Sunday dawned grey and cloudy, but that didn’t dampen anyone’s enthusiasm for the 39th annual Point to Point on the beautiful grounds of the Winterthur estate in the Brandywine Valley. The event usually marks the turning point of spring, but while the buttercups and bluebells were in full bloom, the weather didn’t cooperate, bringing intermittent showers of rain and gusts of wind. Nonetheless, spectators insisted on sundresses, summer hats and the occasional pair of rain boots as they spent an afternoon tailgating, picnicking and cheering on the horses.
One prominent face missing from the day’s activities was George A. “Frolic” Weymouth, the founder of the antique carriage parade who passed away last year. Weymouth, an artist who spent most of his life in Chadds Ford, once told The Philadelphia Inquirer, “I don’t know anything but painting pictures and being on a horse.” Add to that his passion for conservation and it’s no wonder he took such an interest in carriages.
Along with founding the carriage parade at Point to Point, Weymouth had a collection of antique carriages that numbered in the dozens, drove his four horse team regularly around the Brandywine Valley, and served as a whip in England, France, Vermont, New York City and beyond.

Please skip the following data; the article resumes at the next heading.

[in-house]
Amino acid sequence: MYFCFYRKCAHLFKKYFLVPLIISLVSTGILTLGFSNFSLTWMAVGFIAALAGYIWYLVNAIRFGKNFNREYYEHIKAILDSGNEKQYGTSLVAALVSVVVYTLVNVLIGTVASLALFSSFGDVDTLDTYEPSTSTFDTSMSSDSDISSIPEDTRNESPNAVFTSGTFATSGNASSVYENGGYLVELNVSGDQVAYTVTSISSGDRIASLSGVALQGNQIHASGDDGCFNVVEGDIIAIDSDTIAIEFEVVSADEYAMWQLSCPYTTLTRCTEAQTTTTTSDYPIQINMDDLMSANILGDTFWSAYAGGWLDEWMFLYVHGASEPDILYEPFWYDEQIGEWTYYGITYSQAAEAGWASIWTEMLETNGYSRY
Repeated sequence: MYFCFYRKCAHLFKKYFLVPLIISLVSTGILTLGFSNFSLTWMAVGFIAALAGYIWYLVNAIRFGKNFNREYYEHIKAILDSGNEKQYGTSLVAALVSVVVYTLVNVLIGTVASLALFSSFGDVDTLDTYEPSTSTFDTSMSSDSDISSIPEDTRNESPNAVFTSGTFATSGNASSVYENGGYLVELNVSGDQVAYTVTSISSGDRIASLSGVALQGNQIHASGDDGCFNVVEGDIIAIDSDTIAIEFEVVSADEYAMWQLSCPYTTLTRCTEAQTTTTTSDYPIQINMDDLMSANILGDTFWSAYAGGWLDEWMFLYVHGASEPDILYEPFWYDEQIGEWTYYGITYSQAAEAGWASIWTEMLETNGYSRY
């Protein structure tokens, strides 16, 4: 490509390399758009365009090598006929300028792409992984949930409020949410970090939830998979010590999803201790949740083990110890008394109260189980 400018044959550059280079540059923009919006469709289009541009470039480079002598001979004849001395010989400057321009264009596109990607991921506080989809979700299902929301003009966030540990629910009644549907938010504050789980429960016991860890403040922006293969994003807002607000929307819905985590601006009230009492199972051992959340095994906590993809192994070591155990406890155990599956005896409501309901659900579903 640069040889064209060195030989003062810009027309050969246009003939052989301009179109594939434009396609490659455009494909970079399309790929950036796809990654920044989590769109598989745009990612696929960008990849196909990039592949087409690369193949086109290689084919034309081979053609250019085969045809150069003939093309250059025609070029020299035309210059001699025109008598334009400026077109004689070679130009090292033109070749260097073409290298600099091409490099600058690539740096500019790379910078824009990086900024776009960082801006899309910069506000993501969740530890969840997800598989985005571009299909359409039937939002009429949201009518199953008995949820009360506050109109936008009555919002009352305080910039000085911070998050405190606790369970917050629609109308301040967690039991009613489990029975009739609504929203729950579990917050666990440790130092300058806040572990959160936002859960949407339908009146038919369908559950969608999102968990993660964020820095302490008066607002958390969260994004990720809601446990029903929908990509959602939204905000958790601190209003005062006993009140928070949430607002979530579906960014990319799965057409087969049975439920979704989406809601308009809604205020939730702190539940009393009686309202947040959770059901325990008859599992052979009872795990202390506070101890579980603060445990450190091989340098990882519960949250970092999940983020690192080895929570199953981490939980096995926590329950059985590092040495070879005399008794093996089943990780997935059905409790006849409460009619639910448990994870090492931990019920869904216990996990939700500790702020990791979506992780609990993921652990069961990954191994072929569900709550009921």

On Sunday, Weymouth’s longtime friend and fellow whip John Frazier Hunt proudly led the carriages along the racecourse, carrying on the tradition begun nearly 40 years ago. Joining him were two dozen carriages from places as diverse as Florida, West Virginia, Wisconsin and our own Delaware Valley. Featured carriages dated back to the late 1800s and were drawn by well-groomed pairs and teams of horses, and in at least one case, a pony determined to make it on its own. In a recent interview concerning his friend, John Frazier Hunt reportedly said he was honored to lead the parade as its new Chairman. “This is my 25th year of never missing one of these weekends,” he says.
In addition to his interest in antique carriages, through his life, Weymouth was a polo player and steeplechaser, as well as a painter, a friend to Andrew Wyeth, and a passionate conservationist. Spurred by love for his painstakingly restored Chadds Ford home, Weymouth spearheaded the movement that became the Brandywine Conservancy, which is now one of the largest land trusts in the country and protects over 62,000 acres in Delaware and Pennsylvania.
A conservationist, artist and lifelong horseman, George “Frolic” Weymouth will be greatly missed by those who knew him, but at least on Sunday, in the highly polished carriages and immaculately groomed horses, one small part of his spirit lived on.